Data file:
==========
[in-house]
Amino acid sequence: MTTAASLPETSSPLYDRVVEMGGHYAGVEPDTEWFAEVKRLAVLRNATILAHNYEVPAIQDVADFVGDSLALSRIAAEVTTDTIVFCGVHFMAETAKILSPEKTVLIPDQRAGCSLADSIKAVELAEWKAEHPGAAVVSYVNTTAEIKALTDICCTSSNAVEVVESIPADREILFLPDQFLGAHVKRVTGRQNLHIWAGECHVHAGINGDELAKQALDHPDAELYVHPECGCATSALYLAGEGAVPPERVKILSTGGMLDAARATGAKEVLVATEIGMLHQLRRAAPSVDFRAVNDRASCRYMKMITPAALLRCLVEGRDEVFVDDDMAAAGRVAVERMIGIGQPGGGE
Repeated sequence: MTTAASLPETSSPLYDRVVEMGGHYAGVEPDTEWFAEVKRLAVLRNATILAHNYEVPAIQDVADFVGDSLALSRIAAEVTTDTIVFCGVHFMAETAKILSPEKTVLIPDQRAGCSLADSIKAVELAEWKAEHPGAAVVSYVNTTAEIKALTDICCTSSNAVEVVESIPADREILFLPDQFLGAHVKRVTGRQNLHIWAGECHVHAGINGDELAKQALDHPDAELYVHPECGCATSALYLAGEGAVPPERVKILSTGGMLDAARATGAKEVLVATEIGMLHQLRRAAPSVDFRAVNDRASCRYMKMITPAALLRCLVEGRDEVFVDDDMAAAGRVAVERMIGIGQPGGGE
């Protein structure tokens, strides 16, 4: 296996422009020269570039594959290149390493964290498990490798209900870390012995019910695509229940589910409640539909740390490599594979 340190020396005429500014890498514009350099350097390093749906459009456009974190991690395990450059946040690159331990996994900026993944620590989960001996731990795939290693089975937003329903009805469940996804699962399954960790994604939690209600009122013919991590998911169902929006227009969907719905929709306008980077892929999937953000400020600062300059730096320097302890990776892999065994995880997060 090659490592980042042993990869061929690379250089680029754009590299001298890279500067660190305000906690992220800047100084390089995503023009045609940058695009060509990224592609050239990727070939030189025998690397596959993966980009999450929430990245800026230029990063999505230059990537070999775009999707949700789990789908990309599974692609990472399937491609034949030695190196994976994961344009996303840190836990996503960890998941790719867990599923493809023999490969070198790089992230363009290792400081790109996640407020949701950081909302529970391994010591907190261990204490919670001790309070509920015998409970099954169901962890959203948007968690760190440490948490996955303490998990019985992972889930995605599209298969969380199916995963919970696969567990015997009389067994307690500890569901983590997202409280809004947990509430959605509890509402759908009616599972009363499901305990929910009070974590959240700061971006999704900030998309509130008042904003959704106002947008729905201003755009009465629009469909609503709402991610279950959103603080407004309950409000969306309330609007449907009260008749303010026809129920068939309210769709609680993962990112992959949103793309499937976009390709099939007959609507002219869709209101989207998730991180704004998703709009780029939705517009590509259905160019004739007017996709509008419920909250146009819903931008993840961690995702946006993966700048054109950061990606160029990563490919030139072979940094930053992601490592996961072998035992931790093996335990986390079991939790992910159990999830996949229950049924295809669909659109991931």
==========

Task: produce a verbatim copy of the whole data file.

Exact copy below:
[in-house]
Amino acid sequence: MTTAASLPETSSPLYDRVVEMGGHYAGVEPDTEWFAEVKRLAVLRNATILAHNYEVPAIQDVADFVGDSLALSRIAAEVTTDTIVFCGVHFMAETAKILSPEKTVLIPDQRAGCSLADSIKAVELAEWKAEHPGAAVVSYVNTTAEIKALTDICCTSSNAVEVVESIPADREILFLPDQFLGAHVKRVTGRQNLHIWAGECHVHAGINGDELAKQALDHPDAELYVHPECGCATSALYLAGEGAVPPERVKILSTGGMLDAARATGAKEVLVATEIGMLHQLRRAAPSVDFRAVNDRASCRYMKMITPAALLRCLVEGRDEVFVDDDMAAAGRVAVERMIGIGQPGGGE
Repeated sequence: MTTAASLPETSSPLYDRVVEMGGHYAGVEPDTEWFAEVKRLAVLRNATILAHNYEVPAIQDVADFVGDSLALSRIAAEVTTDTIVFCGVHFMAETAKILSPEKTVLIPDQRAGCSLADSIKAVELAEWKAEHPGAAVVSYVNTTAEIKALTDICCTSSNAVEVVESIPADREILFLPDQFLGAHVKRVTGRQNLHIWAGECHVHAGINGDELAKQALDHPDAELYVHPECGCATSALYLAGEGAVPPERVKILSTGGMLDAARATGAKEVLVATEIGMLHQLRRAAPSVDFRAVNDRASCRYMKMITPAALLRCLVEGRDEVFVDDDMAAAGRVAVERMIGIGQPGGGE
């Protein structure tokens, strides 16, 4: 296996422009020269570039594959290149390493964290498990490798209900870390012995019910695509229940589910409640539909740390490599594979 340190020396005429500014890498514009350099350097390093749906459009456009974190991690395990450059946040690159331990996994900026993944620590989960001996731990795939290693089975937003329903009805469940996804699962399954960790994604939690209600009122013919991590998911169902929006227009969907719905929709306008980077892929999937953000400020600062300059730096320097302890990776892999065994995880997060 090659490592980042042993990869061929690379250089680029754009590299001298890279500067660190305000906690992220800047100084390089995503023009045609940058695009060509990224592609050239990727070939030189025998690397596959993966980009999450929430990245800026230029990063999505230059990537070999775009999707949700789990789908990309599974692609990472399937491609034949030695190196994976994961344009996303840190836990996503960890998941790719867990599923493809023999490969070198790089992230363009290792400081790109996640407020949701950081909302529970391994010591907190261990204490919670001790309070509920015998409970099954169901962890959203948007968690760190440490948490996955303490998990019985992972889930995605599209298969969380199916995963919970696969567990015997009389067994307690500890569901983590997202409280809004947990509430959605509890509402759908009616599972009363499901305990929910009070974590959240700061971006999704900030998309509130008042904003959704106002947008729905201003755009009465629009469909609503709402991610279950959103603080407004309950409000969306309330609007449907009260008749303010026809129920068939309210769709609680993962990112992959949103793309499937976009390709099939007959609507002219869709209101989207998730991180704004998703709009780029939705517009590509259905160019004739007017996709509008419920909250146009819903931008993840961690995702946006993966700048054109950061990606160029990563490919030139072979940094930053992601490592996961072998035992931790093996335990986390079991939790992910159990999830996949229950049924295809669909659109991931």